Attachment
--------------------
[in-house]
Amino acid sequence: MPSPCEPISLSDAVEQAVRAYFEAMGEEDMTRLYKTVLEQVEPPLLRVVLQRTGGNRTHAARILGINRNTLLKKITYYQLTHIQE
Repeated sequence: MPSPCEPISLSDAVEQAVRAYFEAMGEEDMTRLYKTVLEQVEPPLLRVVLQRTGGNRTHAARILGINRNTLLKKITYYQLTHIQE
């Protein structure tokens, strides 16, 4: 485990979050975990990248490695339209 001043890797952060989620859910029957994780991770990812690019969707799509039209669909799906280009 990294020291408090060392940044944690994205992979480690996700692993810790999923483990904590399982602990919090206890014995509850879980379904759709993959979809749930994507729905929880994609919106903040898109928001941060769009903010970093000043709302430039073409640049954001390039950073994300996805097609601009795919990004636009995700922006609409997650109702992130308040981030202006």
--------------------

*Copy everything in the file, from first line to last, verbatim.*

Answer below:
[in-house]
Amino acid sequence: MPSPCEPISLSDAVEQAVRAYFEAMGEEDMTRLYKTVLEQVEPPLLRVVLQRTGGNRTHAARILGINRNTLLKKITYYQLTHIQE
Repeated sequence: MPSPCEPISLSDAVEQAVRAYFEAMGEEDMTRLYKTVLEQVEPPLLRVVLQRTGGNRTHAARILGINRNTLLKKITYYQLTHIQE
């Protein structure tokens, strides 16, 4: 485990979050975990990248490695339209 001043890797952060989620859910029957994780991770990812690019969707799509039209669909799906280009 990294020291408090060392940044944690994205992979480690996700692993810790999923483990904590399982602990919090206890014995509850879980379904759709993959979809749930994507729905929880994609919106903040898109928001941060769009903010970093000043709302430039073409640049954001390039950073994300996805097609601009795919990004636009995700922006609409997650109702992130308040981030202006």